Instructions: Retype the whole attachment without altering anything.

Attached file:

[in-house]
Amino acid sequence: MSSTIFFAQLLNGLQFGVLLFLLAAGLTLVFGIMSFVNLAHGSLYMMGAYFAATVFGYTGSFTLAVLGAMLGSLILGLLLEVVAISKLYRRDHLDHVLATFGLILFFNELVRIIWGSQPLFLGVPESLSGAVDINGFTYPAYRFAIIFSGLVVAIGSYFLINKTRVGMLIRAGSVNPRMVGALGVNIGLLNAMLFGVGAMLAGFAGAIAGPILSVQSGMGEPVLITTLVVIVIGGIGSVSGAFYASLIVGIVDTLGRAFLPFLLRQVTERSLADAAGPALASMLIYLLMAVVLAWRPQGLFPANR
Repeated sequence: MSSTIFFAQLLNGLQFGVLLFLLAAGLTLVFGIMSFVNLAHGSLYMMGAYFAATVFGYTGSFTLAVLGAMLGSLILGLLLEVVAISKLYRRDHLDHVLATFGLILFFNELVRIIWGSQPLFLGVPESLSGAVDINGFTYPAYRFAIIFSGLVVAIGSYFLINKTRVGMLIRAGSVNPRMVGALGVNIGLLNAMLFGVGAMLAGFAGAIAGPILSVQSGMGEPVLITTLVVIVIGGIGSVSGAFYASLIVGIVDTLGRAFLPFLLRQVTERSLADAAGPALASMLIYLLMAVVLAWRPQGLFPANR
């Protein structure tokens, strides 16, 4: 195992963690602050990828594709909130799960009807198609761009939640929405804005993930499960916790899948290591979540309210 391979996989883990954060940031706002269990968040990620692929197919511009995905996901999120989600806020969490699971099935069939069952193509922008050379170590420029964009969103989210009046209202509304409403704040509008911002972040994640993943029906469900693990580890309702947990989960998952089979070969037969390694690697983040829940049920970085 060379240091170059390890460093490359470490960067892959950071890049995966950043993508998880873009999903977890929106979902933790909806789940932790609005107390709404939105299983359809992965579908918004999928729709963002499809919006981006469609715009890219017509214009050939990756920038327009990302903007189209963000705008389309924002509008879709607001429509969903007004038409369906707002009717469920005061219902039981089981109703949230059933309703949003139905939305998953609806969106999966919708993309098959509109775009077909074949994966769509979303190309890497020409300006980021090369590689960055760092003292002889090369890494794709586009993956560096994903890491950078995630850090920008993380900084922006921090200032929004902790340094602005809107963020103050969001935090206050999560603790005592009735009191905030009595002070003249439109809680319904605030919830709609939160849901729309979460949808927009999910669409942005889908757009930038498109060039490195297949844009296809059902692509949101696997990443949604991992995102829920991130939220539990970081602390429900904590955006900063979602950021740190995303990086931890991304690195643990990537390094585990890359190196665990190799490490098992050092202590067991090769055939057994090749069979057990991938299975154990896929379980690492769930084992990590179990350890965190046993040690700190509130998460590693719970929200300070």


[in-house]
Amino acid sequence: MSSTIFFAQLLNGLQFGVLLFLLAAGLTLVFGIMSFVNLAHGSLYMMGAYFAATVFGYTGSFTLAVLGAMLGSLILGLLLEVVAISKLYRRDHLDHVLATFGLILFFNELVRIIWGSQPLFLGVPESLSGAVDINGFTYPAYRFAIIFSGLVVAIGSYFLINKTRVGMLIRAGSVNPRMVGALGVNIGLLNAMLFGVGAMLAGFAGAIAGPILSVQSGMGEPVLITTLVVIVIGGIGSVSGAFYASLIVGIVDTLGRAFLPFLLRQVTERSLADAAGPALASMLIYLLMAVVLAWRPQGLFPANR
Repeated sequence: MSSTIFFAQLLNGLQFGVLLFLLAAGLTLVFGIMSFVNLAHGSLYMMGAYFAATVFGYTGSFTLAVLGAMLGSLILGLLLEVVAISKLYRRDHLDHVLATFGLILFFNELVRIIWGSQPLFLGVPESLSGAVDINGFTYPAYRFAIIFSGLVVAIGSYFLINKTRVGMLIRAGSVNPRMVGALGVNIGLLNAMLFGVGAMLAGFAGAIAGPILSVQSGMGEPVLITTLVVIVIGGIGSVSGAFYASLIVGIVDTLGRAFLPFLLRQVTERSLADAAGPALASMLIYLLMAVVLAWRPQGLFPANR
């Protein structure tokens, strides 16, 4: 195992963690602050990828594709909130799960009807198609761009939640929405804005993930499960916790899948290591979540309210 391979996989883990954060940031706002269990968040990620692929197919511009995905996901999120989600806020969490699971099935069939069952193509922008050379170590420029964009969103989210009046209202509304409403704040509008911002972040994640993943029906469900693990580890309702947990989960998952089979070969037969390694690697983040829940049920970085 060379240091170059390890460093490359470490960067892959950071890049995966950043993508998880873009999903977890929106979902933790909806789940932790609005107390709404939105299983359809992965579908918004999928729709963002499809919006981006469609715009890219017509214009050939990756920038327009990302903007189209963000705008389309924002509008879709607001429509969903007004038409369906707002009717469920005061219902039981089981109703949230059933309703949003139905939305998953609806969106999966919708993309098959509109775009077909074949994966769509979303190309890497020409300006980021090369590689960055760092003292002889090369890494794709586009993956560096994903890491950078995630850090920008993380900084922006921090200032929004902790340094602005809107963020103050969001935090206050999560603790005592009735009191905030009595002070003249439109809680319904605030919830709609939160849901729309979460949808927009999910669409942005889908757009930038498109060039490195297949844009296809059902692509949101696997990443949604991992995102829920991130939220539990970081602390429900904590955006900063979602950021740190995303990086931890991304690195643990990537390094585990890359190196665990190799490490098992050092202590067991090769055939057994090749069979057990991938299975154990896929379980690492769930084992990590179990350890965190046993040690700190509130998460590693719970929200300070």